The #1 Breakfast for High Cholesterol, According to a Dietitian

Wondering if it's oatmeal? Nope, not this time!

Cinnamon Quinoa Breakfast Bowl
Photo: Photography / Antonis Achilleos, Styling / Christine Keely, Ali Ramee

Diabetes blood sugar dips can alert your body that it needs something healthy to eat, but with silent conditions like high cholesterol, eating well may not always be at the forefront of the mind. According to the Centers for Disease Control and Prevention, close to 94 million American adults have high cholesterol, and many manage it with medication and healthy lifestyle changes, including eating cholesterol-lowering meals. Improving your cholesterol levels can help stop the progression of atherosclerosis, a condition in which cholesterol plaques build up in the arteries, hindering healthy blood flow.

You might wonder if oatmeal is the top breakfast pick for high cholesterol. Guess again! Though oats have plenty of benefits to cholesterol levels and heart health in general, it may be time for a change from your regular bowl of oatmeal. Read on to find out the No. 1 breakfast choice for people with high cholesterol.

Why Breakfast Matters with High Cholesterol

It's estimated that nearly one-quarter of Americans skip breakfast some days, per a 2019 publication in the Journal of the American College of Cardiology. Studies have shown that meal skipping can lead to unwanted outcomes, such as a dip in energy levels, anxiety and losing touch with your body's hunger and fullness cues. But did you know that avoiding your morning meal may impact your heart health? For people with high cholesterol, missing breakfast could make matters worse and raise LDL cholesterol (known as "bad cholesterol") and total cholesterol, according to a 2020 study published in Obesity and a 2021 study published in Nutrition. Furthermore, the 2019 publication found that skipping breakfast can also increase the risk of mortality from cardiovascular disease. So, to help lower cholesterol, it helps to nourish yourself with a fiber-rich heart-healthy breakfast that can keep you full and energized at the start of your day when you need it the most.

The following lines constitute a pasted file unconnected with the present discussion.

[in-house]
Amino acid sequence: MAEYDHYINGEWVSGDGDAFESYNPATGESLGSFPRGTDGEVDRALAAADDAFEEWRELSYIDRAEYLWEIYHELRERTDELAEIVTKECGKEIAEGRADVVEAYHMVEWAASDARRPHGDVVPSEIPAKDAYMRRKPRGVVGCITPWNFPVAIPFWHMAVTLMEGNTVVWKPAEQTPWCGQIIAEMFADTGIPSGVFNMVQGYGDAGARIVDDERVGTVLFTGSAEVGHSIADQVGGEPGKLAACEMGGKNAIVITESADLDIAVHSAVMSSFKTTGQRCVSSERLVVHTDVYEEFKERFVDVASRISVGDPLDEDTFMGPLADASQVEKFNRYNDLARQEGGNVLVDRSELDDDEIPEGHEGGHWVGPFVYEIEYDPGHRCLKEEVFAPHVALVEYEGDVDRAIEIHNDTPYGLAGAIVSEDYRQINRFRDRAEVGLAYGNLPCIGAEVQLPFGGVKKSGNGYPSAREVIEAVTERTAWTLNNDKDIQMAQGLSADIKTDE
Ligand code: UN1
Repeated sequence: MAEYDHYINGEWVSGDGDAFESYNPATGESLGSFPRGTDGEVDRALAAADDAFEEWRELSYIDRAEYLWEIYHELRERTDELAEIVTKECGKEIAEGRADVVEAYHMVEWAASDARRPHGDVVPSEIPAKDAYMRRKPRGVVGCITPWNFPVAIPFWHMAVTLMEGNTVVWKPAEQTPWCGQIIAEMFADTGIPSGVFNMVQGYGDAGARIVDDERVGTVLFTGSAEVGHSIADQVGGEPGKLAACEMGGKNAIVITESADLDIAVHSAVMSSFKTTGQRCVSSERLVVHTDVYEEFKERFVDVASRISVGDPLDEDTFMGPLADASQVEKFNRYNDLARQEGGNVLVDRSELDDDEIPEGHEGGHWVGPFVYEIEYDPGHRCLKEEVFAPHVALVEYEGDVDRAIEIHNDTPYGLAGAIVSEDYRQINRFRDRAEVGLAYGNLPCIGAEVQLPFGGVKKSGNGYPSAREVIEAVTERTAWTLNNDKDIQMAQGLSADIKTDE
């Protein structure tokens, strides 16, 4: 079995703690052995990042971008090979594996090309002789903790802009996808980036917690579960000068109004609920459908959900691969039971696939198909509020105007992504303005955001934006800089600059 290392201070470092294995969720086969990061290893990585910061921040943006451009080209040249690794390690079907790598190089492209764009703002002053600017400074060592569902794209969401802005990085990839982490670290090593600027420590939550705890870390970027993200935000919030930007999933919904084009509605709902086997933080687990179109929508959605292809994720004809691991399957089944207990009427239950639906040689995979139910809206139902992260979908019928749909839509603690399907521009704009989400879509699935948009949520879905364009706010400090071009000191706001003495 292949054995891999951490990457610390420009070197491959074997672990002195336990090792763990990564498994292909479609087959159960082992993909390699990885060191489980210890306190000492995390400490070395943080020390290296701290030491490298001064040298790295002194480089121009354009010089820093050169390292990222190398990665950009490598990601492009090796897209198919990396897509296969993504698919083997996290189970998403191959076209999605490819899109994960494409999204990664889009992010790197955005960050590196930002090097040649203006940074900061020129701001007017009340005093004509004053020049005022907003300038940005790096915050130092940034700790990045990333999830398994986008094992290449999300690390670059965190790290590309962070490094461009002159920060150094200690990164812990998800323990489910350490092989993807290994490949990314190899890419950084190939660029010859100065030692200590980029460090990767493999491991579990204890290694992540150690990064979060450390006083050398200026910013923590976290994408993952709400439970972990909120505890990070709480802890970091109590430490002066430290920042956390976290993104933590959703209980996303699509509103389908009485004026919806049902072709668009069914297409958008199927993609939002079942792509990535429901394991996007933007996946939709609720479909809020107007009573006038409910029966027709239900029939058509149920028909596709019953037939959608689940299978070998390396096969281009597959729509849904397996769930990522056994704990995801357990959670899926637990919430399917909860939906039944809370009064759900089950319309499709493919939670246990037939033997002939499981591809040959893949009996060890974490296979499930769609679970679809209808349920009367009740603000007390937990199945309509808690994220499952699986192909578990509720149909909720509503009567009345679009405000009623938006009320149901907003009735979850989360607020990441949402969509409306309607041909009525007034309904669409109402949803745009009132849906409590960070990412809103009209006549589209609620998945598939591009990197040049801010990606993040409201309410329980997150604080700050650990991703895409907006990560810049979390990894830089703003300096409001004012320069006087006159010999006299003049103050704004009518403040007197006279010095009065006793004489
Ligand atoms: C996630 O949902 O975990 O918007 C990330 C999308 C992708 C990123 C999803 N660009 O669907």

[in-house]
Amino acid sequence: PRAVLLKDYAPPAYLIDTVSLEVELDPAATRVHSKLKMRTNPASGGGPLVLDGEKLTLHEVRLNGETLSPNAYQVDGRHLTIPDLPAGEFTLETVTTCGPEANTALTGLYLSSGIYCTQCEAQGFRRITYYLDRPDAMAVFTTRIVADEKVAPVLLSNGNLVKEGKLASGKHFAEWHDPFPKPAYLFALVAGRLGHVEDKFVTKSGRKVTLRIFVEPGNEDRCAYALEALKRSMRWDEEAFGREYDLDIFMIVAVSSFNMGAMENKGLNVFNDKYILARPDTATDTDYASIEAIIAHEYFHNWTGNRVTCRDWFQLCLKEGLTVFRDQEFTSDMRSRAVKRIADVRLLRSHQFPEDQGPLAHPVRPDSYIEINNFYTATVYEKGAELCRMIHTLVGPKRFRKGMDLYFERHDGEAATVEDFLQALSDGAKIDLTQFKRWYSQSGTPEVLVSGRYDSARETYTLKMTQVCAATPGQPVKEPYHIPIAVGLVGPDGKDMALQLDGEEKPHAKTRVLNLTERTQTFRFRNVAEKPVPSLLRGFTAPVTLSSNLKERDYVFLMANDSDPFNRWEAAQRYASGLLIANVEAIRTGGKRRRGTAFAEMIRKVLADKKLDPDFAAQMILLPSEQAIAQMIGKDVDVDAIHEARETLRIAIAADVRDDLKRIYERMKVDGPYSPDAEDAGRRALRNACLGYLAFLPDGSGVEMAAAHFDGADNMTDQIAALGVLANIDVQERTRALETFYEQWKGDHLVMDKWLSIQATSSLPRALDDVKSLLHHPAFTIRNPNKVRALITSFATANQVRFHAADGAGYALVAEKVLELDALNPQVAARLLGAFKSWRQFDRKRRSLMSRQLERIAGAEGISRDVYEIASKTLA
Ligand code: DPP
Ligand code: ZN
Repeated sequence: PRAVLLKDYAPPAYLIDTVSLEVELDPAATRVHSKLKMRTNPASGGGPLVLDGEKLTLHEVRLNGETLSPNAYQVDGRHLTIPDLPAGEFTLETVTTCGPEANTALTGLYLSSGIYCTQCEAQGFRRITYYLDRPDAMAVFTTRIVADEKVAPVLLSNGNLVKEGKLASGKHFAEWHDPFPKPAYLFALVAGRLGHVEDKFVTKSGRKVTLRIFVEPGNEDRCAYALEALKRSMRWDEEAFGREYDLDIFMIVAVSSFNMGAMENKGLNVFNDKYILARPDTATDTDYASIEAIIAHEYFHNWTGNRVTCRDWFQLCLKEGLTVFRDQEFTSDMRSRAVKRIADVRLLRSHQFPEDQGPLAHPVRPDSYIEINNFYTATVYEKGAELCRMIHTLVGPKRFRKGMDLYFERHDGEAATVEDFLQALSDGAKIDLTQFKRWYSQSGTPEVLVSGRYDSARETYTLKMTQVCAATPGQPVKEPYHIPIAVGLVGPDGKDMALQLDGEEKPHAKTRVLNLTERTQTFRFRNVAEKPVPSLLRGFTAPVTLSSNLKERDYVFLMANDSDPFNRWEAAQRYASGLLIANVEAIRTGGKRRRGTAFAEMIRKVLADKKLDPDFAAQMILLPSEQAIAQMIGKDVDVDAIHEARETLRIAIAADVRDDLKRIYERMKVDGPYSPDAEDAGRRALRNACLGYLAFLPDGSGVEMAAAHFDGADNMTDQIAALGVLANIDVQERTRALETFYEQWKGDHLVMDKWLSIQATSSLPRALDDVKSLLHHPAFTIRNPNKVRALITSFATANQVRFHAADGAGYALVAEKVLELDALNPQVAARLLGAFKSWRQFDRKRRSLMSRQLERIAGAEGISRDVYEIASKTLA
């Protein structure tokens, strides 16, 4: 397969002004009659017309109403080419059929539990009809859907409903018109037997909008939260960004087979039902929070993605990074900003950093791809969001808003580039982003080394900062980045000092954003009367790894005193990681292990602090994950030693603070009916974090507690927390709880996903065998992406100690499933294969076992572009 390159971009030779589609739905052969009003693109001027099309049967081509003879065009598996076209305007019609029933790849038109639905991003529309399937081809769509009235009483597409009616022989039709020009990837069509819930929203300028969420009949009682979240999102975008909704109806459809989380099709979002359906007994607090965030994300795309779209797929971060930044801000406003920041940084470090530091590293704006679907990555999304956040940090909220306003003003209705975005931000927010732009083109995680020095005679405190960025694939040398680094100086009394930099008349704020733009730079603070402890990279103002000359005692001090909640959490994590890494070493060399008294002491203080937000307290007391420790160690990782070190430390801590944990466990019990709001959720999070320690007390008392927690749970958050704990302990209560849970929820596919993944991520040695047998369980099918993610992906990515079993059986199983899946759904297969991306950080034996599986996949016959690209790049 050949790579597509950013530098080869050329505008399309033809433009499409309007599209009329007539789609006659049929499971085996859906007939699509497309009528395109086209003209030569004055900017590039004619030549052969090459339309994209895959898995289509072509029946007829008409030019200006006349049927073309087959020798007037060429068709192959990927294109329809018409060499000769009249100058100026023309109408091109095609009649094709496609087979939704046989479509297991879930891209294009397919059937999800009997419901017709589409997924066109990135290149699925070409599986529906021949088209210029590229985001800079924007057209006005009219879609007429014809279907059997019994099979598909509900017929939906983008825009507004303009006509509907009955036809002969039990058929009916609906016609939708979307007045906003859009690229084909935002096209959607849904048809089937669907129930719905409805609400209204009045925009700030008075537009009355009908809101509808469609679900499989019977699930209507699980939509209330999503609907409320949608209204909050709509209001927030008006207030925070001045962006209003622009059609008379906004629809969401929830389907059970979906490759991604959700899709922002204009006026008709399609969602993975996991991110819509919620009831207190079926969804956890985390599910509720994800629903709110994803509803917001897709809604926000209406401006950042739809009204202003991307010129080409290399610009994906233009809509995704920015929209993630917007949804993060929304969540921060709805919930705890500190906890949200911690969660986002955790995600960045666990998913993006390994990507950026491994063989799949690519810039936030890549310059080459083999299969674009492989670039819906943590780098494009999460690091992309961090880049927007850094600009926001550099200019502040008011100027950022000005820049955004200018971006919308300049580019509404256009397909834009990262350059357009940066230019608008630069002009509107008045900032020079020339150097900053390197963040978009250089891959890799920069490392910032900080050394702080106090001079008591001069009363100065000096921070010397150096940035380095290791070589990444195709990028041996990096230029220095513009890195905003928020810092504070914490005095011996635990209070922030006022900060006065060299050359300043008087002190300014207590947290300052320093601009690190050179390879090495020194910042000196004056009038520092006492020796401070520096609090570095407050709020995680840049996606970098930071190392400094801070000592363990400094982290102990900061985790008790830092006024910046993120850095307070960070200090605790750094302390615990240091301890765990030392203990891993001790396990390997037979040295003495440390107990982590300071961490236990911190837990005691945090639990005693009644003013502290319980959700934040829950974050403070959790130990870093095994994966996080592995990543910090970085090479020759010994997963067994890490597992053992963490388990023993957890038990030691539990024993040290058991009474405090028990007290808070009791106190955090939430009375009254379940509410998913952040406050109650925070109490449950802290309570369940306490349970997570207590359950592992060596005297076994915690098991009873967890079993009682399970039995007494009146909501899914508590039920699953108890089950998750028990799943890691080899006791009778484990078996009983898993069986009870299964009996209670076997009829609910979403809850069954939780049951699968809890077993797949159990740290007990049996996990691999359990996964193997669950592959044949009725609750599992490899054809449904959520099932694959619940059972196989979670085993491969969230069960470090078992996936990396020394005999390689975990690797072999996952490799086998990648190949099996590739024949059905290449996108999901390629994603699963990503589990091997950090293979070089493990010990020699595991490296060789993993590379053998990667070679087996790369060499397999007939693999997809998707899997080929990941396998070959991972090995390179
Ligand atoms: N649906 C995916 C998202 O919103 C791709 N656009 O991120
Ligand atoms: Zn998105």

The Best Breakfast for High Cholesterol

A dietitian's favorite breakfast to recommend for people with high cholesterol is quinoa breakfast bowls. Quinoa is a whole grain you can cook on your stovetop and have ready in 15 minutes. You can make quinoa ahead of time, so on busy mornings, it's ready-made and easy to pull from the fridge. Quinoa earns much respect for its versatility, since you can use it to whip up a savory breakfast bowl with eggs, chives and Canadian bacon or a sweeter dish like our Cinnamon-Quinoa Breakfast Bowl. Generally, the grain is famed for being a complete protein because it offers all nine essential amino acids; however, it's also brimming with complex carbohydrates like fiber, an essential nutrient in cholesterol-lowering.

Health Benefits of Our Cinnamon-Quinoa Breakfast Bowl

Let's dive into the nitty-gritty details of why this is the best breakfast for people with high cholesterol—and those without it.

Packed with Plant Protein

Protein is a must-have component of any healthy meal, especially at breakfast, to keep you satisfied at the beginning of your day when you need sustained energy and focus. This recipe offers 12 grams of protein per serving from quinoa, almond butter and sliced almonds.